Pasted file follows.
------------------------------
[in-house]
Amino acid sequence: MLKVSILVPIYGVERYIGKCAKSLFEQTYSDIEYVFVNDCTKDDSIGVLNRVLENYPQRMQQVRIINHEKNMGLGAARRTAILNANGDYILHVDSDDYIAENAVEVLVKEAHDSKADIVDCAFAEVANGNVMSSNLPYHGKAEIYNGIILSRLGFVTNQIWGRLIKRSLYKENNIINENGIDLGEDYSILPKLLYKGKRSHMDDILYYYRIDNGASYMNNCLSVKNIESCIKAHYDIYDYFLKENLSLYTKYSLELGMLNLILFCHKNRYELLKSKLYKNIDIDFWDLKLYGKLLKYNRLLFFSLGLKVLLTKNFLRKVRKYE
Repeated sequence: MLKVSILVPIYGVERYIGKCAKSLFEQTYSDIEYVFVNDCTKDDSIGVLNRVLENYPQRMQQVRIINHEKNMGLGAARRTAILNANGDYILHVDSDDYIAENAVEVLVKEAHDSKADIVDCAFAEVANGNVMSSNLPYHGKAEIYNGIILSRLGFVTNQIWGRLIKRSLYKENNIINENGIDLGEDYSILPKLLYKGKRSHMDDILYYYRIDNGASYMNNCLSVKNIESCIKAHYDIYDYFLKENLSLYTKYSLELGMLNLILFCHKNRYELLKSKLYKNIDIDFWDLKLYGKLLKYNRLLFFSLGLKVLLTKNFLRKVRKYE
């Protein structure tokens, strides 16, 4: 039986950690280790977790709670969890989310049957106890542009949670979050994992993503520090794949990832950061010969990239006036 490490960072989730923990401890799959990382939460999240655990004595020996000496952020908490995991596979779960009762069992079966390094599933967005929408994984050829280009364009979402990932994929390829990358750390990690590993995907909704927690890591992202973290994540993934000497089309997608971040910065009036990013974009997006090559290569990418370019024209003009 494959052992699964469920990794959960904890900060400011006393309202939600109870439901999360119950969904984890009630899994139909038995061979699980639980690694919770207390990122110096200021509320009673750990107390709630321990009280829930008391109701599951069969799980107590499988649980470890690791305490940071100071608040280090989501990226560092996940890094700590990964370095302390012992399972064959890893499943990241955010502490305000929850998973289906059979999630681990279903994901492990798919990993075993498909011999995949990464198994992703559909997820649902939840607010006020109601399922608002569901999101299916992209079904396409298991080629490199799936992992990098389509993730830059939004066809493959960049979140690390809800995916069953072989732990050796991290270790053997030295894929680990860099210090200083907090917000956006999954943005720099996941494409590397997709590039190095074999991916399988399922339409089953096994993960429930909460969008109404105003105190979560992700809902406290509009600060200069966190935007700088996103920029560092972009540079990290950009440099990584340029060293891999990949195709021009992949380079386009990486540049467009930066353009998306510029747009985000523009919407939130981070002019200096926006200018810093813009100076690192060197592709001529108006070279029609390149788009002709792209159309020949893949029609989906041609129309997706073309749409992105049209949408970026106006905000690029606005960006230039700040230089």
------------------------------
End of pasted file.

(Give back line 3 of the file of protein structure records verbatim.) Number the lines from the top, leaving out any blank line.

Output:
Repeated sequence: MLKVSILVPIYGVERYIGKCAKSLFEQTYSDIEYVFVNDCTKDDSIGVLNRVLENYPQRMQQVRIINHEKNMGLGAARRTAILNANGDYILHVDSDDYIAENAVEVLVKEAHDSKADIVDCAFAEVANGNVMSSNLPYHGKAEIYNGIILSRLGFVTNQIWGRLIKRSLYKENNIINENGIDLGEDYSILPKLLYKGKRSHMDDILYYYRIDNGASYMNNCLSVKNIESCIKAHYDIYDYFLKENLSLYTKYSLELGMLNLILFCHKNRYELLKSKLYKNIDIDFWDLKLYGKLLKYNRLLFFSLGLKVLLTKNFLRKVRKYE